Scripture says we can use our weekly gathering together for "encouraging one another." Life can be tough. There are times when we feel like giving up. We NEED the fellowship of caring people to get us through difficult moments. What Jesse says about "strength in numbers" IS true.

In years past, people turned to the church for that fellowship, but today, less and less are doing so. Despite those polls that consistently show Americans as exceedingly religious, recent statistics on the number of unchurched people in this nation make us the fifth largest mission field in the world. Folks still need help, but they are not looking for it in the church.

This is no trivial matter. Listen to this. In my files I have a survey of 1,093 high school seniors taken ten years ago by an international public relations corporation which concerned how far these youngsters would stretch ethical standards to get ahead in the business world. When asked if they would be willing to face six months probation on an illegal deal in which they made $10-million, 59% responded "Definitely yes" or "maybe;" 36% would plagiarize to pass a certification test; 67% said they would inflate their business expense reports; 50% of the students said they would exaggerate on an insurance damage report; 66% said they would lie to achieve a business objective.(8) That was ten years ago. What do you think the results would be today? If the mainline church, the church that provided the moral compass for this nation during our first 200 years, continues to decline as it has over the past generation, who will shape our nation's values as we move into the 21st century? Jesse? I shudder to think.

Finally, come - organized religion... because "the Day [is] approaching." For almost 2,000 years the church has been waiting for the Lord's return. In every generation since his ascension, many have been convinced that the last days are just around the corner, and ours is no exception (and even more so this year with the approach of Y2K). But, when you think about it, whether the second coming is near or not, your meeting and my meeting with Jesus Christ IS. Our faith is firm that when a Christian dies, we go to be with our Lord. That means the time is short under any circumstance. And that means we need preparation...the preparation we get in meeting together from week to week.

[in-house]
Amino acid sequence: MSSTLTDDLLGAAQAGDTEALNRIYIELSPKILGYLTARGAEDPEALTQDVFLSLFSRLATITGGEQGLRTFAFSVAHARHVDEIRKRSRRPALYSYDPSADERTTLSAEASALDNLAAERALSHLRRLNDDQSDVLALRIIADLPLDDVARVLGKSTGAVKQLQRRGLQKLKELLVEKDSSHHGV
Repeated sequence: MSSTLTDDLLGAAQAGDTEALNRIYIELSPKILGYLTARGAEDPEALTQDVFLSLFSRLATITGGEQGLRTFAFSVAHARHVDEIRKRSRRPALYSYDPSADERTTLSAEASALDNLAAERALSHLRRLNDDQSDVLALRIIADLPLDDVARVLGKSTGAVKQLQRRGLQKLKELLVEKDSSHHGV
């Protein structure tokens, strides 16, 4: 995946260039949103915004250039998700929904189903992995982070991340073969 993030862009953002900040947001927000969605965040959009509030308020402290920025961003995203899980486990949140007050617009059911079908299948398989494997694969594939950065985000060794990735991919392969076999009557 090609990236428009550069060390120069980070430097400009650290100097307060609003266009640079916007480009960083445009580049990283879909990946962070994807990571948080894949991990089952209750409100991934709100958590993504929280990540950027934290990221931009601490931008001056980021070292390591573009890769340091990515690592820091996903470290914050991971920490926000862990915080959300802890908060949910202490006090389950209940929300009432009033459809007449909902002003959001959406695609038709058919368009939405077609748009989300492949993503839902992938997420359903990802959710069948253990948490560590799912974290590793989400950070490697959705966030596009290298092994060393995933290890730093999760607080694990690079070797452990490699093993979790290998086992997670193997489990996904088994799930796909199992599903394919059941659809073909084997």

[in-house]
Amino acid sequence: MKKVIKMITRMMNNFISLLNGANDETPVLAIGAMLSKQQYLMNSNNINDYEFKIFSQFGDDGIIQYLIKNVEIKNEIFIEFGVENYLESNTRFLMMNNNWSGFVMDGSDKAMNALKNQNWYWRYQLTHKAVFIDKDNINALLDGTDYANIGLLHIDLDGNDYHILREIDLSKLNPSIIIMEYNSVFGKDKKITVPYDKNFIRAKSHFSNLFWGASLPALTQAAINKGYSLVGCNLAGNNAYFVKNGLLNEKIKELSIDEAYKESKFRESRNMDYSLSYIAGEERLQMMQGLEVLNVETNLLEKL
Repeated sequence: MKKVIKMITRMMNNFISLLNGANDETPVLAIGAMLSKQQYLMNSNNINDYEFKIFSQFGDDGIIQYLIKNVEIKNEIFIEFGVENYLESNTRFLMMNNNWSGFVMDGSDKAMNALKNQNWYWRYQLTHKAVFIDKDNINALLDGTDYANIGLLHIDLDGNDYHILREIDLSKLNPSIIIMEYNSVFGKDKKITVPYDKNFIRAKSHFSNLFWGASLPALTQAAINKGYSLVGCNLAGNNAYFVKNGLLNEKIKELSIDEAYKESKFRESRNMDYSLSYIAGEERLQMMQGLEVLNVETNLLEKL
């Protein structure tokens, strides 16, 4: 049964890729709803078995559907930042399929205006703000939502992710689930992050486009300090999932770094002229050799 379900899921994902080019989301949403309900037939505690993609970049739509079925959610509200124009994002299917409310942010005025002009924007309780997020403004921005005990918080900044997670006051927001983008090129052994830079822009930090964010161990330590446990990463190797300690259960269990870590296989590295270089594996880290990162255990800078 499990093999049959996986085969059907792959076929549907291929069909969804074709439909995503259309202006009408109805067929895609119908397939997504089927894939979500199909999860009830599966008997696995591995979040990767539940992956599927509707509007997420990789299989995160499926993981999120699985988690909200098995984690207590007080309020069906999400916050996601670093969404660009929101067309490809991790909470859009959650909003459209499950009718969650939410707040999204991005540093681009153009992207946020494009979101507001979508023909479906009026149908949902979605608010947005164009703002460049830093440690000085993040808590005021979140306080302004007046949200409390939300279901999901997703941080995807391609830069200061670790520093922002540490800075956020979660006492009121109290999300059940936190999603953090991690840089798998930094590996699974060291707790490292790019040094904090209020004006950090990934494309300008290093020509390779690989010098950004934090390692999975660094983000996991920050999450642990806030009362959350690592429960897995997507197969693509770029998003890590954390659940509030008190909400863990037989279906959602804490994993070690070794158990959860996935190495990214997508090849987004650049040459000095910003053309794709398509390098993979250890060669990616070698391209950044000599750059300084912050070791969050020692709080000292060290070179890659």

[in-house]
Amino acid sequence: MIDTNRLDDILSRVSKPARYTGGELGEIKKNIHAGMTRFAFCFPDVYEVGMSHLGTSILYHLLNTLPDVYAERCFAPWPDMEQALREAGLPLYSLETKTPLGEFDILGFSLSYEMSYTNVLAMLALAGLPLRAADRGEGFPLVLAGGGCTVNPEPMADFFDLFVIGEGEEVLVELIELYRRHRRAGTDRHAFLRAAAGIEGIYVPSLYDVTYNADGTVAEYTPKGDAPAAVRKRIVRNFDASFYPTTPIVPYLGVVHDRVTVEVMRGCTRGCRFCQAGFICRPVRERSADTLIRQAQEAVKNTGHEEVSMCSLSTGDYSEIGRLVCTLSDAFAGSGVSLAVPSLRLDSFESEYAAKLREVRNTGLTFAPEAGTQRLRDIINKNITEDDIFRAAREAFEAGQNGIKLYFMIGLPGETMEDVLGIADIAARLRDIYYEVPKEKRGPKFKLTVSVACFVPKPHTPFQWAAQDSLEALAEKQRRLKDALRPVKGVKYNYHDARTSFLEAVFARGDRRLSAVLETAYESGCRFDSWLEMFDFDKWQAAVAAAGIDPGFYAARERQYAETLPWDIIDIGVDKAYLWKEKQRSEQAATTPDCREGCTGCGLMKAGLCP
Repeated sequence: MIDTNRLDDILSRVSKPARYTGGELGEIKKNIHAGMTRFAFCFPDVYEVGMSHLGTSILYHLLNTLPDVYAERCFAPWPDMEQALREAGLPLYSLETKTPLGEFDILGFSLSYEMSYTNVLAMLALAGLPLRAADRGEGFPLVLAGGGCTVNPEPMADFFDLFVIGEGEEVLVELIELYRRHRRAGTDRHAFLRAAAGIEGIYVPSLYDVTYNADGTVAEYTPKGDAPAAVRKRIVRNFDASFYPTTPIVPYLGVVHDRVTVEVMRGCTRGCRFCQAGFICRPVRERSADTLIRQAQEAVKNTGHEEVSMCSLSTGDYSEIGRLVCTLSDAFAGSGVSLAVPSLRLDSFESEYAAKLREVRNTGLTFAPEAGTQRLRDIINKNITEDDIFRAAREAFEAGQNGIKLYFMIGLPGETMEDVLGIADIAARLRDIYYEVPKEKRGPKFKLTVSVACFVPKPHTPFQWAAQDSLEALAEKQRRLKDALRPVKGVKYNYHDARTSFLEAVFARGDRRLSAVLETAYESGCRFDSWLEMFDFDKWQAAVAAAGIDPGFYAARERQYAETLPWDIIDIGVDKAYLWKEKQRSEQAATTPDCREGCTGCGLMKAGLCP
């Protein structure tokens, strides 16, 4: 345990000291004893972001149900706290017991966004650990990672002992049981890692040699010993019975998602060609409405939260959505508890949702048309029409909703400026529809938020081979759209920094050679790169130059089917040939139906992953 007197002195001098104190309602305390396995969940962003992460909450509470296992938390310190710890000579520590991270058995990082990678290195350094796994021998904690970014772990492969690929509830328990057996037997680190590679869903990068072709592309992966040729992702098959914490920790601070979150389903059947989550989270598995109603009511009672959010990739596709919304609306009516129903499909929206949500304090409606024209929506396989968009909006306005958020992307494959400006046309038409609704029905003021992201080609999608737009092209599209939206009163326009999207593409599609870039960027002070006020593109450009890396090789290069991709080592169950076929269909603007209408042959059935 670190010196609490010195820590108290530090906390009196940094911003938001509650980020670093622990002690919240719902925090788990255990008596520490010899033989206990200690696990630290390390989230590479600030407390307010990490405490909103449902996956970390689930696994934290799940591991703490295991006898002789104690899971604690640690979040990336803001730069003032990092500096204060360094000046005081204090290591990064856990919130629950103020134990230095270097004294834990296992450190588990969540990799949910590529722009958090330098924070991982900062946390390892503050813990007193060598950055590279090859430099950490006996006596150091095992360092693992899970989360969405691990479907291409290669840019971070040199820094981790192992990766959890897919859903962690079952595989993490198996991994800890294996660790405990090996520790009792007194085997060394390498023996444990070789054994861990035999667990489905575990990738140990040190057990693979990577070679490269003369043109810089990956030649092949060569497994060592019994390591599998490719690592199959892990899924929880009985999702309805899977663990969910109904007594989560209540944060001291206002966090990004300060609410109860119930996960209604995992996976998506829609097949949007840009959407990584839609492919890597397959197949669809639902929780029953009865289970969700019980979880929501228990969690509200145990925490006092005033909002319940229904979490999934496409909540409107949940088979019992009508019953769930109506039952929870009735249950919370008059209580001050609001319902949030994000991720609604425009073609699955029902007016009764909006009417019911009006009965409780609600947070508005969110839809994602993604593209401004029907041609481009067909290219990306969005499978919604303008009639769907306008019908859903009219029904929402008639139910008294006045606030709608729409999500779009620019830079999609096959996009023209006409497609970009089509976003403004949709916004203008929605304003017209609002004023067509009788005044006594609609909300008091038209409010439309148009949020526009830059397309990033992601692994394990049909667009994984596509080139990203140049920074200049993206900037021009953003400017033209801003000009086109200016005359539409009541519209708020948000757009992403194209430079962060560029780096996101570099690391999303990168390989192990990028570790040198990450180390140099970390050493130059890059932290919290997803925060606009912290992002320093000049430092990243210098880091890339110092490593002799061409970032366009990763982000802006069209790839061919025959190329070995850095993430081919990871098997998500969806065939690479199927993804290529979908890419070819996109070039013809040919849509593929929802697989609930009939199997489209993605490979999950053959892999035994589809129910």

Two little boys were walking down the street and turned in the driveway toward one lad's home. On the porch was the boy's grandmother - it was a nice day, and she was sitting in a rocking chair reading the Bible. The one lad asked the other, "What's your grandmother doing?"

The boy responded, "I think she's cramming for finals."

I realize that I have been preaching to the converted this morning. You do not agree with Jesse Ventura. After all, YOU ARE HERE. You know that history offers no parallel to the church. The Governor's comment gives us an opportunity to remind ourselves how important it is.

There is no question that what goes on in parliaments and legislatures, in Congress halls and Senate chambers, is always of importance to humanity. But when the world is out of joint, when people's minds are muddled and their hearts are failing them for fear, then the thing of supreme importance is the living church, with all of her sanctuaries of worship and her avenues of service, where men and women come to have their faith strengthened, their thoughts clarified, their ideas uplifted, their convictions born, and their characters created. You see the church has introduced the world to a vision of perfection. The church has introduced the world to Jesus Christ.

Earlier we mentioned the French sociologist Alexis de Tocqueville who came to these shores almost 170 years ago to study this fledgling democracy. Listen to him again: "I sought for the greatness and genius of America in her commodious harbours and ample rivers and it was not there. Not until I went into the churches of America and heard her pulpits flame with righteousness did I understand the secret of her genius and power."(9)

"Organized religion is a sham and a crutch for weak-minded people who need strength in numbers." Really? No. This is the LORD'S church, the Lord's WORK, it is the Lord's WORD that calls us to fellowship. Our individuals, as a nation, as a world...depends on it. Jesse, you're wrong!

Amen? Amen!



3. Matt Bai, "Now He's the Man to See," Newsweek, 10/11/99, p. 37

4. Alexis de Tocqueville, Democracy In America, (1835) Chapter XVII: Principal Causes Which Tend to Maintain the Democratic Republic in the United States,

5. Psalm 14:1

6. Leslie Weatherhead, The Christian Agnostic, (Nashville: Abingdon, 1965), p. 163

7. Matthew 9:13b

8. Newsweek, 10/30/89, p. 10

9. Pastor's Professional Research Service